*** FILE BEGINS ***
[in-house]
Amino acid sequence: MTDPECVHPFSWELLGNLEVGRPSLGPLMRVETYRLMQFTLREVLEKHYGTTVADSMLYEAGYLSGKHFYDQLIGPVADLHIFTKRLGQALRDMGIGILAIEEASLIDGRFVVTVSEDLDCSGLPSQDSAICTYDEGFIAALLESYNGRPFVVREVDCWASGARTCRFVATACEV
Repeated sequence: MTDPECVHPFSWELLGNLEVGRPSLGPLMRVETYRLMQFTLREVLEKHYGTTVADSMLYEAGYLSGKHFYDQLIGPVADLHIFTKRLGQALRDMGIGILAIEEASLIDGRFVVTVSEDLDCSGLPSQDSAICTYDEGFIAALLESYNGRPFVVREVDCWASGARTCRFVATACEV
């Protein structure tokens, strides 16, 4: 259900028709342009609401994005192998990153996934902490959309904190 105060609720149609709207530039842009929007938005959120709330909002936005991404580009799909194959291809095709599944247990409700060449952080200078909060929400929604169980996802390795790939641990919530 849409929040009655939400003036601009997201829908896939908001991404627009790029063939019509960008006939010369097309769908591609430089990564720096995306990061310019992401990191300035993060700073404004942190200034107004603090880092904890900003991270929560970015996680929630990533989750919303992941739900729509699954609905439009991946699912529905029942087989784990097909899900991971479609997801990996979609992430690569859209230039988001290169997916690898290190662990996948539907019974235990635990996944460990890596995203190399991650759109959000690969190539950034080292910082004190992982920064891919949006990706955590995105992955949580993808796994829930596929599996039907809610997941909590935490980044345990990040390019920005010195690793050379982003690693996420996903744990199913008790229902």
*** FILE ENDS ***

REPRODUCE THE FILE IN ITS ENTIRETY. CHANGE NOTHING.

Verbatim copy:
[in-house]
Amino acid sequence: MTDPECVHPFSWELLGNLEVGRPSLGPLMRVETYRLMQFTLREVLEKHYGTTVADSMLYEAGYLSGKHFYDQLIGPVADLHIFTKRLGQALRDMGIGILAIEEASLIDGRFVVTVSEDLDCSGLPSQDSAICTYDEGFIAALLESYNGRPFVVREVDCWASGARTCRFVATACEV
Repeated sequence: MTDPECVHPFSWELLGNLEVGRPSLGPLMRVETYRLMQFTLREVLEKHYGTTVADSMLYEAGYLSGKHFYDQLIGPVADLHIFTKRLGQALRDMGIGILAIEEASLIDGRFVVTVSEDLDCSGLPSQDSAICTYDEGFIAALLESYNGRPFVVREVDCWASGARTCRFVATACEV
């Protein structure tokens, strides 16, 4: 259900028709342009609401994005192998990153996934902490959309904190 105060609720149609709207530039842009929007938005959120709330909002936005991404580009799909194959291809095709599944247990409700060449952080200078909060929400929604169980996802390795790939641990919530 849409929040009655939400003036601009997201829908896939908001991404627009790029063939019509960008006939010369097309769908591609430089990564720096995306990061310019992401990191300035993060700073404004942190200034107004603090880092904890900003991270929560970015996680929630990533989750919303992941739900729509699954609905439009991946699912529905029942087989784990097909899900991971479609997801990996979609992430690569859209230039988001290169997916690898290190662990996948539907019974235990635990996944460990890596995203190399991650759109959000690969190539950034080292910082004190992982920064891919949006990706955590995105992955949580993808796994829930596929599996039907809610997941909590935490980044345990990040390019920005010195690793050379982003690693996420996903744990199913008790229902």